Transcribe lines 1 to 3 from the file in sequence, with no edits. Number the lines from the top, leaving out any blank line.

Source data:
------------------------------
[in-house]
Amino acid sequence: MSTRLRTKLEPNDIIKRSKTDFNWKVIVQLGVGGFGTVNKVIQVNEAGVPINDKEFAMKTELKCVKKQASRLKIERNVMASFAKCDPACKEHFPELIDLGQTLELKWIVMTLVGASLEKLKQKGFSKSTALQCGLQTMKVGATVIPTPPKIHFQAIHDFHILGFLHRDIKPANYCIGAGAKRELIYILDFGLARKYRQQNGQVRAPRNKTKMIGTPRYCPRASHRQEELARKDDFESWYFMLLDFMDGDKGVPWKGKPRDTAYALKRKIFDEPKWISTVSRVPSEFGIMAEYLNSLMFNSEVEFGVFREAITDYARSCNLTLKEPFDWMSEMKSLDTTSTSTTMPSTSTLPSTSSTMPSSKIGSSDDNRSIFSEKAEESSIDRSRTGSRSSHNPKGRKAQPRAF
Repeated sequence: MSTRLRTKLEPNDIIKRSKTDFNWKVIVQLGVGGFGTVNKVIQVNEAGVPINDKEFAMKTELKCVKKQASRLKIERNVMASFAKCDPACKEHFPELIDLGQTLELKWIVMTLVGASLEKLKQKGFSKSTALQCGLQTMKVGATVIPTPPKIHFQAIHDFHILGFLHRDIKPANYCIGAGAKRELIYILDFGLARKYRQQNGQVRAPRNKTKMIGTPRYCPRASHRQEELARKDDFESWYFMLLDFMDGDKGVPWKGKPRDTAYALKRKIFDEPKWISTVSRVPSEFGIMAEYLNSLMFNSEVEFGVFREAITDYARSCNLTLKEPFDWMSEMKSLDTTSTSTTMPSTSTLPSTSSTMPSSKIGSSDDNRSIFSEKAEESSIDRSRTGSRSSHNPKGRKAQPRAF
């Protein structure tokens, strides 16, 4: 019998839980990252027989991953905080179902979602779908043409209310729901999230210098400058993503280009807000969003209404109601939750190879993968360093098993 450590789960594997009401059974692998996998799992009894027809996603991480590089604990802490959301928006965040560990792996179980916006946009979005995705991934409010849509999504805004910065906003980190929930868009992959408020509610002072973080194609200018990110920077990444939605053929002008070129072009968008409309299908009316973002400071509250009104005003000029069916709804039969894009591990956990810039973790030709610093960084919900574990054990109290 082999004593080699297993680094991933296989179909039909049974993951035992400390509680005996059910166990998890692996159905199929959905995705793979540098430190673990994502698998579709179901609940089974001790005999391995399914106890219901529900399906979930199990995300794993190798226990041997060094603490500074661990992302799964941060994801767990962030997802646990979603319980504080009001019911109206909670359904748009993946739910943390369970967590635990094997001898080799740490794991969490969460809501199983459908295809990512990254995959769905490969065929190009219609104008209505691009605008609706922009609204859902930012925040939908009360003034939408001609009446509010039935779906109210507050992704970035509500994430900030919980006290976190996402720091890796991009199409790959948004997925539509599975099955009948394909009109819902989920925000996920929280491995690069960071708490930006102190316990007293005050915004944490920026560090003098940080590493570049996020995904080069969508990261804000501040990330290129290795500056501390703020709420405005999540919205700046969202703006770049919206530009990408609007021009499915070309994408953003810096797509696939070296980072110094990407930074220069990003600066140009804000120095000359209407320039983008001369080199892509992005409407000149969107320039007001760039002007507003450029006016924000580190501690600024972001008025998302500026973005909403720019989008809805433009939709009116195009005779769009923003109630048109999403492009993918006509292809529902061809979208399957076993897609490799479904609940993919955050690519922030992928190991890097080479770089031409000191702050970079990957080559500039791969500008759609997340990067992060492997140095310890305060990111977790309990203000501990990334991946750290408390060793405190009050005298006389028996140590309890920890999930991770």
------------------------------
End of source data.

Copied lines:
[in-house]
Amino acid sequence: MSTRLRTKLEPNDIIKRSKTDFNWKVIVQLGVGGFGTVNKVIQVNEAGVPINDKEFAMKTELKCVKKQASRLKIERNVMASFAKCDPACKEHFPELIDLGQTLELKWIVMTLVGASLEKLKQKGFSKSTALQCGLQTMKVGATVIPTPPKIHFQAIHDFHILGFLHRDIKPANYCIGAGAKRELIYILDFGLARKYRQQNGQVRAPRNKTKMIGTPRYCPRASHRQEELARKDDFESWYFMLLDFMDGDKGVPWKGKPRDTAYALKRKIFDEPKWISTVSRVPSEFGIMAEYLNSLMFNSEVEFGVFREAITDYARSCNLTLKEPFDWMSEMKSLDTTSTSTTMPSTSTLPSTSSTMPSSKIGSSDDNRSIFSEKAEESSIDRSRTGSRSSHNPKGRKAQPRAF
Repeated sequence: MSTRLRTKLEPNDIIKRSKTDFNWKVIVQLGVGGFGTVNKVIQVNEAGVPINDKEFAMKTELKCVKKQASRLKIERNVMASFAKCDPACKEHFPELIDLGQTLELKWIVMTLVGASLEKLKQKGFSKSTALQCGLQTMKVGATVIPTPPKIHFQAIHDFHILGFLHRDIKPANYCIGAGAKRELIYILDFGLARKYRQQNGQVRAPRNKTKMIGTPRYCPRASHRQEELARKDDFESWYFMLLDFMDGDKGVPWKGKPRDTAYALKRKIFDEPKWISTVSRVPSEFGIMAEYLNSLMFNSEVEFGVFREAITDYARSCNLTLKEPFDWMSEMKSLDTTSTSTTMPSTSTLPSTSSTMPSSKIGSSDDNRSIFSEKAEESSIDRSRTGSRSSHNPKGRKAQPRAF